British Gas has paid £1.73 million for leaving thousands of vulnerable customers in difficulty after it failed to inform them they would need to top up their meter cards at a different shop until almost a month after the switch.
Energy regulator Ofgem said the country’s largest energy supplier put customers at risk of being left without energy or making unnecessary trips to shops where they were no longer able to top up when it did not tell them it had switched meter top-ups from PayPoint to Payzone earlier this year.
The British Gas helpline was unmanned on New Year’s Day when the switch happened, which only compounded the confusion for vulnerable customers.
The supplier has agreed to pay £1.48 million to affected customers, and will pay an additional £250,000 into Ofgem’s energy redress fund. Around 270,000 pre-payment customers were not properly informed of the switch, with some letters only arriving in late January, said the regulator.
The letters also failed to tell customers that the minimum top-up had been changed from £1 to £5, said Ofgem. British Gas told most of its customers about the switch in December, which did not give unhappy customers enough time to switch to a new supplier.
“When such a fundamental change is being made, such as where meters can be topped up, energy suppliers need to communicate with their customers in plenty of time,” said Ofgem director of retail Philippa Pickford.
“British Gas should have informed all of their pre-payment customers, many of whom are in vulnerable situations, of the change to how to top up their meters during the winter period.”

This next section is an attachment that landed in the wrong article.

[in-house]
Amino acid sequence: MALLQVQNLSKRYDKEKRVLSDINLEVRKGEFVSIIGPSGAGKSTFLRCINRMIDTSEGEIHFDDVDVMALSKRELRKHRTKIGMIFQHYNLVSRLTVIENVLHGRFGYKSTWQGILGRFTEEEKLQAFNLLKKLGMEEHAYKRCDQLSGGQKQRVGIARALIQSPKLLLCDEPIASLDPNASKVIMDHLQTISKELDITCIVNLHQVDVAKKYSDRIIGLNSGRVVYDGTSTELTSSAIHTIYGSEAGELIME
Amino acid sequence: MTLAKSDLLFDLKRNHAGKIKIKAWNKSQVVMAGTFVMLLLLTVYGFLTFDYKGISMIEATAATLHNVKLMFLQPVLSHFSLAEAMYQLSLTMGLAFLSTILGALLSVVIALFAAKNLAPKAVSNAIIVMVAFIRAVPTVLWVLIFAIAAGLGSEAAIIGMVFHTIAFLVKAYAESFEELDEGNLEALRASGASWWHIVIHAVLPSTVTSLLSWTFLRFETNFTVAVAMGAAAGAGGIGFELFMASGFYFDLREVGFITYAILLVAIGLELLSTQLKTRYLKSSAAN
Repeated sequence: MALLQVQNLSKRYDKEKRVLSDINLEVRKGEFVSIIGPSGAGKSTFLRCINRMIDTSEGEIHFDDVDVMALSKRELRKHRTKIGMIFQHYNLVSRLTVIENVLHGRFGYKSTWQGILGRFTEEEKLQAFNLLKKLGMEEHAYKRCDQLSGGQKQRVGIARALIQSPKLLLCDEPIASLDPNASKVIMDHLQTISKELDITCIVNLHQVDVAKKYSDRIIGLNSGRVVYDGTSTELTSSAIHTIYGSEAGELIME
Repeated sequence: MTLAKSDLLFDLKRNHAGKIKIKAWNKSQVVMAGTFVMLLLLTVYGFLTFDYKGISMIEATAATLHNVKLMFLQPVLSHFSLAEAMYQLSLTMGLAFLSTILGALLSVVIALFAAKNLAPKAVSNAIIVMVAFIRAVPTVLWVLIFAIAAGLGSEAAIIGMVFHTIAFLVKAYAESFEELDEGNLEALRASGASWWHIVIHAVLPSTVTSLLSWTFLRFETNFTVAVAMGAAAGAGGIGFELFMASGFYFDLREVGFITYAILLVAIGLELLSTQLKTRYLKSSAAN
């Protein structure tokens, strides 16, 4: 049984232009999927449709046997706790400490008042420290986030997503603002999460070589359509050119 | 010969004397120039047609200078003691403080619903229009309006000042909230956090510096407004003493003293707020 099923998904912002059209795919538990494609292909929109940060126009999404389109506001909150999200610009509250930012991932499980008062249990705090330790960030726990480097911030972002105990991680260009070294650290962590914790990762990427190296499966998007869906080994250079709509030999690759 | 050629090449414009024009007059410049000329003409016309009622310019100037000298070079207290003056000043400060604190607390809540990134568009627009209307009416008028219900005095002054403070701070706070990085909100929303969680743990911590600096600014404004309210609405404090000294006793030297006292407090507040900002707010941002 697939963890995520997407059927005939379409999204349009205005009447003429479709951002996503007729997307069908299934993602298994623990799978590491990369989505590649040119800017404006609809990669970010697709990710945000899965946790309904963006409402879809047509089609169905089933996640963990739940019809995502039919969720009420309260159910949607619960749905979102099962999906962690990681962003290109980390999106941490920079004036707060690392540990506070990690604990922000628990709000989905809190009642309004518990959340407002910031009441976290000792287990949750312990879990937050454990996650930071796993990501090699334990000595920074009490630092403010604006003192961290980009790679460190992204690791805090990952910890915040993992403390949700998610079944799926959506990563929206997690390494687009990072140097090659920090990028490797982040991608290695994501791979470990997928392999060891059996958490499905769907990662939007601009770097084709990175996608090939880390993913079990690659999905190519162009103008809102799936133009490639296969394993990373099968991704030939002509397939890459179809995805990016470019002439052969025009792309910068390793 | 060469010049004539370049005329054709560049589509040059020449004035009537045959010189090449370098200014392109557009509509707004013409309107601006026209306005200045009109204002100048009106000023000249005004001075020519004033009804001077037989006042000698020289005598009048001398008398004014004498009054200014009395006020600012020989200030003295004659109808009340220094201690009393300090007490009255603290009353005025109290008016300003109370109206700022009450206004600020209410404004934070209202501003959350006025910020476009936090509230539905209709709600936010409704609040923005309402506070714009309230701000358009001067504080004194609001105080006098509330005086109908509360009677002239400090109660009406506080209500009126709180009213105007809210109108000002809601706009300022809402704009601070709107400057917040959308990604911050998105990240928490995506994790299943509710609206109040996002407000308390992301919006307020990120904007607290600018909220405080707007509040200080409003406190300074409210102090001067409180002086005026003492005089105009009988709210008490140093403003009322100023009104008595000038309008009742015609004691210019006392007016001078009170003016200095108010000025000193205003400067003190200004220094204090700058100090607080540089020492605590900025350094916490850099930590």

Ofgem also pointed out some of the letters to customers did not have a phone number, and only provided Internet links, which could disadvantage people who did not know how to use, or have access to, the Internet.
British Gas apologised to its customers for the blunder, adding that the “transition was not as smooth as it should have been”. The regulator has decided not to take formal enforcement action against the energy supplier following its actions.
“We respect Ofgem’s decision and will be paying an additional £250,000 to the voluntary redress fund. We have already paid £1.48 million in compensation to our pre-payment customers who were negatively impacted by this change,” said the company in a statement.
“We know that some pre-payment customers are vulnerable and we take our responsibilities to them very seriously.
“We ensured that anyone who contacted us had heating and hot water – this included sending an engineer to manually add credit to the meter if the customer was unable to get to their nearest working top-up point.”
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